Van der Kolk continues with the statement that grabbed me: “what makes life unbearable is not emotions but physical sensations.”

“When you have a persistent sense of heartbreak and gutwrench, the physical sensations become intolerable and we will do anything to make those feelings disappear. And that is really the origin of what happens in human pathology. People take drugs to make it disappear, and they cut themselves to make it disappear, and they starve themselves to make it disappear, and they have sex with anyone who comes along to make it disappear and once you have these horrible sensations in your body, you’ll do anything to make it go away.”

“If these sensations last long enough, your whole brain starts fighting against emotions. And what happens in the long range is that traumatized people who continuously have a state of heartbreak and gut wrenching feelings learn to shut off the sensations in their bodies. And they go through life not feeling their physical presence.”

He then touches on a very important point and one that strongly resonates with me – “it’s a beginning of understanding why traumatized people have such a hard time with mindfulness and why mindfulness in principle doesn’t work for traumatized people because they cannot feel.” Van der Kolk had sent many of his highly traumatized patients to do mindfulness exercises with Jon Kabat-Zinn and found that many of them were returning in a state of upset and agitation.

“As they became silent and started to pay attention to themselves, they get overwhelmed with the physical sensations and they would flee, because being mindful means that you get confronted with your internal world.” In other words, the sensations of the internal world can be so intense that, lacking the tools to work through those sensations, people dissociate during mindfulness exercises. This is not limited to mindfulness exerces but happens in other types of movement, meditative, or healing practices, such as qigong, yoga or massage.

What van der Kolk has found to be a useful tool for moving through this difficulty is neurofeedback, which helps individuals learn to self-regulate by utilizing a feedback tool very similar to a video game that rewards the user for achieving target states such as relaxation, alertness, or focus (for more information on neurofeedback, see While neurofeedback is a very useful tool and may be a major breakthrough in trauma recovery, it is not always easy to access. Although I am less familiar with them, there are other therapies such as Hakomi method and SomatoEmotional Release that help individuals work with the emotions and physical sensations that often trigger dissociation. A major focus of my studies at this point is to understand better how Chinese/Traditional East Asian medicine works with trauma and the emotions. I suspect that many different modalities can be useful for learning to be present and integrated with our bodies, but also argue that the role of the practitioner and power of intention are key ingredients in the process.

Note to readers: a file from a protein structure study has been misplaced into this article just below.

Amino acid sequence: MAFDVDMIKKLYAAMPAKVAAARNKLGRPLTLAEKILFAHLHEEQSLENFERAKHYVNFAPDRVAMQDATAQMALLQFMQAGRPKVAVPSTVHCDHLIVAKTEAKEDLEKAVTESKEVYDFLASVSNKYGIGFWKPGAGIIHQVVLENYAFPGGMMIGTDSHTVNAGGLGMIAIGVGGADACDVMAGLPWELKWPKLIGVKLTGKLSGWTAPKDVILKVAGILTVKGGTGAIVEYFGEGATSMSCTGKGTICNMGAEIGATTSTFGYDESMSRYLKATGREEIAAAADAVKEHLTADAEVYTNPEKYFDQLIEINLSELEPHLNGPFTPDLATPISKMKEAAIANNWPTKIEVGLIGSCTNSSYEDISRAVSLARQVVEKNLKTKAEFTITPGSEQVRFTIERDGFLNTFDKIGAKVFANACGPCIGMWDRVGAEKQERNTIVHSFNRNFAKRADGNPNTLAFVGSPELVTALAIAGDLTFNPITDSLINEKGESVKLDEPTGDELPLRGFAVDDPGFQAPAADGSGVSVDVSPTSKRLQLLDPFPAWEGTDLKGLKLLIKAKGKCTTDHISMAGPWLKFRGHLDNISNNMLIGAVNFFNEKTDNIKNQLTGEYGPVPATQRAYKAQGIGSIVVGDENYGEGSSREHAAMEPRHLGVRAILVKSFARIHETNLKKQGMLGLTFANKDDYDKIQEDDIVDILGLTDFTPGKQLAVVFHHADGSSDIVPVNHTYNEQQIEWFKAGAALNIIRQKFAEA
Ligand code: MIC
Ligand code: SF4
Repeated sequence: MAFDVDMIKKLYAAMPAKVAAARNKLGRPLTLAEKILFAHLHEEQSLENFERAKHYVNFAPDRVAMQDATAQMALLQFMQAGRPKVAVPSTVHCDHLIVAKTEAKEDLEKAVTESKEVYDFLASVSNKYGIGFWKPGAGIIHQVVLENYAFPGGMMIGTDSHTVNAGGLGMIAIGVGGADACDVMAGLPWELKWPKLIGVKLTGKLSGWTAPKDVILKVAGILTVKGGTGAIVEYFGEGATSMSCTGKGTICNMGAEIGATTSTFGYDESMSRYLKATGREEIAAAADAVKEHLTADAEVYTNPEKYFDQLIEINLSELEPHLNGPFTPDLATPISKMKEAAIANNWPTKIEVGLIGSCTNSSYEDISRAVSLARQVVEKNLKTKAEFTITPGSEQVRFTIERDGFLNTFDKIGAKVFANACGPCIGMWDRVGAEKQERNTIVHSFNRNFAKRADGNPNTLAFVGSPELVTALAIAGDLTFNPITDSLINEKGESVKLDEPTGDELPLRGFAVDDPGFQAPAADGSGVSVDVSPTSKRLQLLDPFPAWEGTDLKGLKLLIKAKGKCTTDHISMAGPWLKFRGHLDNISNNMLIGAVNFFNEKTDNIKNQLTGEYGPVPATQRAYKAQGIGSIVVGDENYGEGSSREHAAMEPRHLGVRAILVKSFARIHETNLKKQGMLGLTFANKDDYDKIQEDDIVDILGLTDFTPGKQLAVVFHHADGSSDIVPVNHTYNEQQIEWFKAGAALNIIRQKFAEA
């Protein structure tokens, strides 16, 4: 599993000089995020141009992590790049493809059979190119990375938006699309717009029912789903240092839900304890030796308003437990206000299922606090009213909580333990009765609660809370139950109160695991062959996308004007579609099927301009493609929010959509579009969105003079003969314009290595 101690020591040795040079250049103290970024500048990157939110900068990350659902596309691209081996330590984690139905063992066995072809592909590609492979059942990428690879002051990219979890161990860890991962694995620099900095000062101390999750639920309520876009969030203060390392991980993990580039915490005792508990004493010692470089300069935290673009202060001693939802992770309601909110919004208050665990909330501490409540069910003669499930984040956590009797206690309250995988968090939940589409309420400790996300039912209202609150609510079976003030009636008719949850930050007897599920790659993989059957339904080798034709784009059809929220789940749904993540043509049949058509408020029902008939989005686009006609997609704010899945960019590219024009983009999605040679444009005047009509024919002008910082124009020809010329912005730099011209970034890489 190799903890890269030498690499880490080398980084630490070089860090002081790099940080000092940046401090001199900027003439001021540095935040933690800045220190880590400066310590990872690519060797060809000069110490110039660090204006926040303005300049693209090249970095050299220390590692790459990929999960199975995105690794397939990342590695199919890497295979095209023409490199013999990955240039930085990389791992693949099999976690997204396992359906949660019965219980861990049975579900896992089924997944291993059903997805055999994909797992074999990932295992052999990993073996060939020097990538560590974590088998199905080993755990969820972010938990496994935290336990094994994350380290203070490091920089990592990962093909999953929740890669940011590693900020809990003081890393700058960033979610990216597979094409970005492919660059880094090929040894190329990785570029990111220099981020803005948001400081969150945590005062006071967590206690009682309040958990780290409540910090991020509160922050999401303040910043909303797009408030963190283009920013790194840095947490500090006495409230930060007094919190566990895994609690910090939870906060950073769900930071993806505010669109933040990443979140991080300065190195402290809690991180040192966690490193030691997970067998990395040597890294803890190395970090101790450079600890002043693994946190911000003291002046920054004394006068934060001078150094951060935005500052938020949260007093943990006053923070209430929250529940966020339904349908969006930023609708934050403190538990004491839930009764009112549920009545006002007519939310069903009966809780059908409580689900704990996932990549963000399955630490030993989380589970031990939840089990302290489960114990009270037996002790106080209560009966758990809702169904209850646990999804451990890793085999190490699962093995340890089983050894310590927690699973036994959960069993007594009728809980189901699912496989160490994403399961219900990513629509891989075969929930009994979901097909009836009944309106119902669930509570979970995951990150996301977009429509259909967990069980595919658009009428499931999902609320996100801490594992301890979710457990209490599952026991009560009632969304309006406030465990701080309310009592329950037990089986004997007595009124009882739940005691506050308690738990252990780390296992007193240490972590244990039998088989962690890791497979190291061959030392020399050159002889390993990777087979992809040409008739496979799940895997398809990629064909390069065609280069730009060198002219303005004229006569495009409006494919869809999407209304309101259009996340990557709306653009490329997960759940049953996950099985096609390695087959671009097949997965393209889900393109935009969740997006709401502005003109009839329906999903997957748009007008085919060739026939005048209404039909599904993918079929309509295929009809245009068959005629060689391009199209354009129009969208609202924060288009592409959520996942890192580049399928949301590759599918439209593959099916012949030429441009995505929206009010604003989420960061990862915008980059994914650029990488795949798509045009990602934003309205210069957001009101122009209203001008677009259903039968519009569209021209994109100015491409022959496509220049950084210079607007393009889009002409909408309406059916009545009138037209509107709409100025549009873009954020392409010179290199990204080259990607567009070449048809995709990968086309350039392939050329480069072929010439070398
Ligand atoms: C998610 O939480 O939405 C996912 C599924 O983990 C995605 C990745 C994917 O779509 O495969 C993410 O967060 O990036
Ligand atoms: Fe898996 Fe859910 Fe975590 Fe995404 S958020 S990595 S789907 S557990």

I also believe that bodywork and somatic re-education (acupuncture, massage, tuina, qigong, sotai, et) are essential components to releasing and restoringfunction to tissues and organs that have lost mobility due to years of fleeing from those physical sensations that van der Kolk describes. We may learn to stay present with our physical sensations, but if the diaphragm is hypertonic (or too tight, just like your shoulders) or the stomach can’t move properly in the abdominal cavity, we will have to work really hard to achieve calm presence when we could instead work to unblock stagnation and release tissues. However, the issue is often truly much more complex than this and healing for many people occurs not by a magic button but through many interwoven processes that may include acupuncture, movement work, EMDR, neurofeedback, nutritional counseling, talk therapy, and meditation or mindfulness practices.

I’ve been unable to get Van der Kolk’s talk out of my mind. Although none of the concepts are unfamiliar to me, there is a sense that I’m missing something or that this visceral-emotional relationship needs to be more closely explored. In Traditional East Asian Medicine (TEAM), the emotions closely affect and are affected by the viscera but I have yet to truly explore the many classical references to this relationship. Spending some time sitting with the classics may help shed some light on how and why acupuncture, moxibustion and other TEAM modalities have been known to treat trauma and shock. A worthwhile topic to explore next.


About Tracy A. Andrews, MSOM, LAc

Tracy Andrews, MSOM, LAc is licensed by the Oregon Medical Board and certified as a Diplomate of Acupuncture by the National Certification Commission for Acupuncture and Oriental Medicine. She maintains her private practice in Portland, Oregon, working collaboratively with her patients to address their health and wellbeing through treatments tailored to each individual’s unique needs. Additionally, Tracy sees patients at the Immune Enhancement Project, a nonprofit clinic providing complementary care to patients with chronic pain, cancer, and multiple sclerosis, and is a volunteer provider with the Returning Veterans Project. More information about her practice at